Fueling Function Over Expansion in T Cells
Vertebrates generate millions of unique T cell receptors during T cell development, ensuring that the immune system can recognize any number of potential pathogens.
A compromise for this extraordinary molecular diversity is that the T cell population of a given individual contains only a handful of cells that can recognize any particular foreign invader.
To solve this problem, T cells can undergo extraordinary proliferation in response to infection (1). Upon activation, they adopt specialized metabolic programs, such as aerobic glycolysis [the Warburg effect (2–5)], which has long been thought to meet the biosynthetic and bioenergetic requirements associated with rapid expansion (2). But a recent study by Chang et al. (6) raises questions about this model and suggests instead that aerobic glycolysis is necessary for T cell effector function rather than proliferation.
Role of Glyoxalase 1 (Glo1) and methylglyoxal (MG) in behavior: recent advances and mechanistic insights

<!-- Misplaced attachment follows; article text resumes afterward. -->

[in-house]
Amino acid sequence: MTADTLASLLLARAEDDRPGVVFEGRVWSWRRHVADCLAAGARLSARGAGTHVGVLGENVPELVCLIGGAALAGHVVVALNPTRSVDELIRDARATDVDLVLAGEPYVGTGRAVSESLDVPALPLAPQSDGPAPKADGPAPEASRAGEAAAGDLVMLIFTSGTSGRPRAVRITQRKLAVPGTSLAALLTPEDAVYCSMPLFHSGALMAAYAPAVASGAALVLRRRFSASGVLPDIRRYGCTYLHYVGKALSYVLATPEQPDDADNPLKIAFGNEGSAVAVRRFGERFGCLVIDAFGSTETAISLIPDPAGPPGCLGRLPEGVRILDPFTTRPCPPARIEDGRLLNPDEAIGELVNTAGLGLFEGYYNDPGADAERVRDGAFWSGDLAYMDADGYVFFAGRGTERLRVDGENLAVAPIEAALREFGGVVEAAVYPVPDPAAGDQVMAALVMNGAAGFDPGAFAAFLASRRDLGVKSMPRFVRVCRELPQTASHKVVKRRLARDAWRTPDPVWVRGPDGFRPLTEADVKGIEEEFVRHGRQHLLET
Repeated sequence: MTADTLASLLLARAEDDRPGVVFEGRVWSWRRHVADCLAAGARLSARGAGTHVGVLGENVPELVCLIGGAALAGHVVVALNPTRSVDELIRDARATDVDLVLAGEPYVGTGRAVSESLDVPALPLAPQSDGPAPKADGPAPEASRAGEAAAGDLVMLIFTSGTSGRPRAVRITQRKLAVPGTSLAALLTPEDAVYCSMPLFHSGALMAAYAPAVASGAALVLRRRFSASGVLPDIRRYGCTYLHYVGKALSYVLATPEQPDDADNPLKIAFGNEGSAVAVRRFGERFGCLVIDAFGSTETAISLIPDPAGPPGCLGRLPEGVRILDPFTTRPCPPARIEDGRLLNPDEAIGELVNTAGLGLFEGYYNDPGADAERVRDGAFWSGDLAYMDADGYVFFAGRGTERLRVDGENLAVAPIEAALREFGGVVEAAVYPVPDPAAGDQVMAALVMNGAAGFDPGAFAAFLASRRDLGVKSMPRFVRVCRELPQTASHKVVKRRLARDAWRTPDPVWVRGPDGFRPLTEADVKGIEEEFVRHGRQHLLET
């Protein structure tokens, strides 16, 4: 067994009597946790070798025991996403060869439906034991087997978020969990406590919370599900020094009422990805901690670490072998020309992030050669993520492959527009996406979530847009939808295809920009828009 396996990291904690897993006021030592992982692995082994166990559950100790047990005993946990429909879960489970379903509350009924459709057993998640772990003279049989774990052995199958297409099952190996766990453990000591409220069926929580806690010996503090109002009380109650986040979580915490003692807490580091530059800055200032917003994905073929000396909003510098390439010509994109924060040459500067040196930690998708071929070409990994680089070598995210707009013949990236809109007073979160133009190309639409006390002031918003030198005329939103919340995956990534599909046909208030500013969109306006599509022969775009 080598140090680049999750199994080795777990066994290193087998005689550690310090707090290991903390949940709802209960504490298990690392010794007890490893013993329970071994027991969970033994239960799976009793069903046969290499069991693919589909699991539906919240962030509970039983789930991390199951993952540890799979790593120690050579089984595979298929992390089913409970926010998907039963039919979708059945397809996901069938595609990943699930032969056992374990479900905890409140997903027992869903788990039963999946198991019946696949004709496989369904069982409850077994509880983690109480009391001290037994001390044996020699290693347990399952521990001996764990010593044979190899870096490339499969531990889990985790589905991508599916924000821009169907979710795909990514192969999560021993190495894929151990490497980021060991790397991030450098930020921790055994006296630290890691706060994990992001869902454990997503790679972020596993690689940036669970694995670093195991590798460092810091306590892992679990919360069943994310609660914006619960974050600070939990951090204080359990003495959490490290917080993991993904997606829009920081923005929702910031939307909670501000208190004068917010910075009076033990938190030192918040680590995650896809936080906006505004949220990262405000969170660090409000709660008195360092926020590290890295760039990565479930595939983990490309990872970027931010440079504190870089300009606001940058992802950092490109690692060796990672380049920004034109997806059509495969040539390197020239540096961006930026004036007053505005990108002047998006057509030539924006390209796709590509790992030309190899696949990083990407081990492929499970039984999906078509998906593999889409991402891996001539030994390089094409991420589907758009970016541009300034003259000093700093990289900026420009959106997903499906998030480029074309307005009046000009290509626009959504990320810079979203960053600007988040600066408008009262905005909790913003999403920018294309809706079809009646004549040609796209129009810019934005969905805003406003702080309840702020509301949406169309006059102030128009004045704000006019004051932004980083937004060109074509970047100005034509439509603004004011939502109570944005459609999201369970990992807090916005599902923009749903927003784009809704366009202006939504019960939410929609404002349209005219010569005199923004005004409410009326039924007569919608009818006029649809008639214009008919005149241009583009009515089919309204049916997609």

Glyoxalase 1 (GLO1) is a ubiquitous cellular enzyme that participates in the detoxification of methylglyoxal (MG), a cytotoxic byproduct of glycolysis that induces protein modification (advanced glycation end-products, AGEs), oxidative stress, and apoptosis.
The concentration of MG is elevated under high-glucose conditions, such as diabetes.
As such, GLO1 and MG have been implicated in the pathogenesis of diabetic complications.
Recently, findings have linked GLO1 to numerous behavioral phenotypes, including psychiatric diseases (anxiety, depression, schizophrenia, and autism) and pain.
This review highlights GLO1’s association with behavioral phenotypes, describes recent discoveries that have elucidated the underlying mechanisms, and identifies opportunities for future research.